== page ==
Violent killer escapes from prison day trip for second time. tag:www.prisonworks.org,2006://2.87 2006-10-14T15:45:24Z 2006-10-14T15:50:01Z Here is a typical example of the modern “soft-on-crime” policies currently being pursued with such blind zeal in Britain today. (link) A violent criminal who murdered a man after fleeing a prison boat trip has escaped for the second time... John East http://johnechoices.blogspot.com/ Here is a typical example of the modern “soft-on-crime” policies currently being pursued with such blind zeal in Britain today.

(link) A violent criminal who murdered a man after fleeing a prison boat trip has escaped for the second time - while on a shopping trip to Debenhams.

]]>
Last night there was outrage that Mark Ryder, 37, was allowed to make the day trip despite having escaped jail in the past and killed a man when he should have been behind bars.

Despite his record - and the fact that he was still three years from the end of his minimum term - Prison Service chiefs decided he was trustworthy enough to be escorted on the trip to help prepare him for release. But Ryder, who has a cross tattooed on his forehead, gave prison officers the slip on Thursday afternoon while in a busy branch of Debenhams in the Grafton Centre, in Cambridge.

The former market trader is supposed to be serving a life sentence for murder at Category C Highpoint Prison, near Haverhill, in Suffolk. The prison has previously been nicknamed "Hi-de-Highpoint" - after the television holiday camp - because of its alleged easygoing regime.

Town visits are considered part of "rehabilitation process" needed to prepare prisoners for release.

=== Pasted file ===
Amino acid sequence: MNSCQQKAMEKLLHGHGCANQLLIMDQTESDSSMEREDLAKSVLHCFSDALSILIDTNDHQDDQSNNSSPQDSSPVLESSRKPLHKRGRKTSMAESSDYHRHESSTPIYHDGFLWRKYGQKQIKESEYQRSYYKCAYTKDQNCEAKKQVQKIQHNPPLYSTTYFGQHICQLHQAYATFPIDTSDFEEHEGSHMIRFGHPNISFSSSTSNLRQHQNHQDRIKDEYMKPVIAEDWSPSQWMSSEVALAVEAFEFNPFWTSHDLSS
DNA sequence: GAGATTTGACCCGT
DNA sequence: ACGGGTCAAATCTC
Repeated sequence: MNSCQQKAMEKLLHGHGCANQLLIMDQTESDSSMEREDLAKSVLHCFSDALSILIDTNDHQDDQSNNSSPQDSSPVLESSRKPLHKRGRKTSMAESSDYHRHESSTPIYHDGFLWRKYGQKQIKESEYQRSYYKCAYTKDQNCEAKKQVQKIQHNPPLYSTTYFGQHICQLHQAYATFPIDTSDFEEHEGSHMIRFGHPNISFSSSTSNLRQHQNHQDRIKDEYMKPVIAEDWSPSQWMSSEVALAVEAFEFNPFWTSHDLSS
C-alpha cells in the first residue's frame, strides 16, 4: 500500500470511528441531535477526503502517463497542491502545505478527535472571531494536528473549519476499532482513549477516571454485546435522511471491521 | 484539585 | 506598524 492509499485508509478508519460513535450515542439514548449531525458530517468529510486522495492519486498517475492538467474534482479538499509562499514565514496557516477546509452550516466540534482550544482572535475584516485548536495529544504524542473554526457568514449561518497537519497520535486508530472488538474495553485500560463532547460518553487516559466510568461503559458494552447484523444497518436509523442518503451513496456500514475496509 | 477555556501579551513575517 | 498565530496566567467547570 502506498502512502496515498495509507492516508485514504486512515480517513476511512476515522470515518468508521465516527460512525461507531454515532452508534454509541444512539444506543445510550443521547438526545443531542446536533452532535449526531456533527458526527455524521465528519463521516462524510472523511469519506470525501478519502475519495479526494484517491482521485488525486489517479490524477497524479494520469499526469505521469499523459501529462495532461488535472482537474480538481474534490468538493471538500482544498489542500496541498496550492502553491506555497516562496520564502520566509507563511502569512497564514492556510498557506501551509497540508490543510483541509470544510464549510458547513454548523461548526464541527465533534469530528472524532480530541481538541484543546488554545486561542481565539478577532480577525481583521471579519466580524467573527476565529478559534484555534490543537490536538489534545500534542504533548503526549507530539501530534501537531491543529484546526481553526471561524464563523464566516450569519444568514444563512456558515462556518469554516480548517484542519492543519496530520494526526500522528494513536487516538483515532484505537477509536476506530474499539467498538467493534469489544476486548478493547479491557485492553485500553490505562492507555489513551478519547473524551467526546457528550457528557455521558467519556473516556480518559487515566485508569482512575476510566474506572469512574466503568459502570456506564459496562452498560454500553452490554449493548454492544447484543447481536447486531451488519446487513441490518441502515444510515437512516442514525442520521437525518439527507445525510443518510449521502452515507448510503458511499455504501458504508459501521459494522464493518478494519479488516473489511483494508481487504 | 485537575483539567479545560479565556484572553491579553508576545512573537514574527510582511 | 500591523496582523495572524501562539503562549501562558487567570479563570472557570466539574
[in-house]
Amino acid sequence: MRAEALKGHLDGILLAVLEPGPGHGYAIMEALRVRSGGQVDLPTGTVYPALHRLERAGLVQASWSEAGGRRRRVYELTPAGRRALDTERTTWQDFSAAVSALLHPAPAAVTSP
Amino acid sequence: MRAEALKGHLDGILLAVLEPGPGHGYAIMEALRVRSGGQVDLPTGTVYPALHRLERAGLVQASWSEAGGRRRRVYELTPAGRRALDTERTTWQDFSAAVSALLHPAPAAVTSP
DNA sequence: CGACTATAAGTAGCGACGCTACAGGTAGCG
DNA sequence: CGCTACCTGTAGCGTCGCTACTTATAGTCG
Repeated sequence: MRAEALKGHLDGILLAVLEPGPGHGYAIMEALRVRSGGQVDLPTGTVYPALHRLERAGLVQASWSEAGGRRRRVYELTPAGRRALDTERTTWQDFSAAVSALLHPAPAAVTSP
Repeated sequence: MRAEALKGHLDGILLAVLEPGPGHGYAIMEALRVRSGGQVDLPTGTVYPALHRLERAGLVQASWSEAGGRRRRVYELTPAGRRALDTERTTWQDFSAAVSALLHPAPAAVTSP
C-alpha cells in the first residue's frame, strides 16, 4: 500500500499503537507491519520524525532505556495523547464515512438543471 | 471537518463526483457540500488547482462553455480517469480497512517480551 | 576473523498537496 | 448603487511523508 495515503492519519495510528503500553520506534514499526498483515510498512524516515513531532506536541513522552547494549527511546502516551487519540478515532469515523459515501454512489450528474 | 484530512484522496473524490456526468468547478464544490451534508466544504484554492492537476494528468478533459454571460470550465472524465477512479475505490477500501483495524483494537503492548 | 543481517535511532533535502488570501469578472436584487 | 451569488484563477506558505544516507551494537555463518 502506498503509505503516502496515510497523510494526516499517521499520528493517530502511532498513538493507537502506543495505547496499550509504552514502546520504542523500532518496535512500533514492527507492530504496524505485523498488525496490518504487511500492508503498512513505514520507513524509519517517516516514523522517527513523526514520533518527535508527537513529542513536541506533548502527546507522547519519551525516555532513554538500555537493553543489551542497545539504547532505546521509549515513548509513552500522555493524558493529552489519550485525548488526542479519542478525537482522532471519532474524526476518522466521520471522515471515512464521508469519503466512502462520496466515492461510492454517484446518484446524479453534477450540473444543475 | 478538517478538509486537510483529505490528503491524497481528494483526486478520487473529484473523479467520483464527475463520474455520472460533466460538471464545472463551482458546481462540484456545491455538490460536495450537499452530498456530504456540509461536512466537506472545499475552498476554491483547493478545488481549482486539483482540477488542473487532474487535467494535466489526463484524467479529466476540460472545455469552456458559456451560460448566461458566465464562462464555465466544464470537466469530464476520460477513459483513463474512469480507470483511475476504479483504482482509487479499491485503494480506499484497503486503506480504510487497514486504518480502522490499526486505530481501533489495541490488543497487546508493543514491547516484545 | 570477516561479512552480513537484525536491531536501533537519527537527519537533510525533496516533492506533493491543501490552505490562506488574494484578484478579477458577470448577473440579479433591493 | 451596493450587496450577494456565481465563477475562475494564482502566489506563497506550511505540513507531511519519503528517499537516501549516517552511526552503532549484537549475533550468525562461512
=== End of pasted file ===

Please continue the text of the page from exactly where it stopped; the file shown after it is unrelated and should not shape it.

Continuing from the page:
Ryder was jailed for life for murdering his girlfriend's former lover Stuart McCue, 25, in October 1994 and was given a minimum tariff of 15 years behind bars.

He carried out the killing after spending months on the run from prison officials and the police. Ryder blasted Mr McCue with a sawn off shotgun in May 2003 after spotting him with two children outside a social club on Brighton council estate.

Last night a Suffolk Police source said: "It is outrageous that a prisoner with his record was allowed out on a day trip. Clearly the Prison Service was wrong to trust him to behave responsibly as events have proved."

Local Tory MP Richard Spring said he was astonished Ryder had been let out. "The whole criminal justice system is actually collapsing before our eyes. This is a warning sign to the Government. We have to take the greatest care with people like this throughout their whole sentence. The public are really getting sick of this now."

A Prison Service spokeswoman confirmed that Ryder had been given the escorted day trip to Cambridge to help prepare him for his eventual release. But she refused to discuss why he was given the privilege when he had committed a murder while on the run in the past. She said: "He was issued with a temporary licence to go out for the day, but he failed to return. We are treating it as a licence failure rather than an abscond.

"Prisoners are only allowed out on trips after a very thorough risk assessments. All cases are considered individually on their own merits."

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Child sex offenders to be put on list 99 tag:www.prisonworks.org,2006://2.86 2006-10-13T21:51:22Z 2006-10-13T22:00:51Z We find out today that all child sex offenders will be barred from working with children.... Alan Drew www.bcaswitzerland.org We find out today that all child sex offenders will be barred from working with children.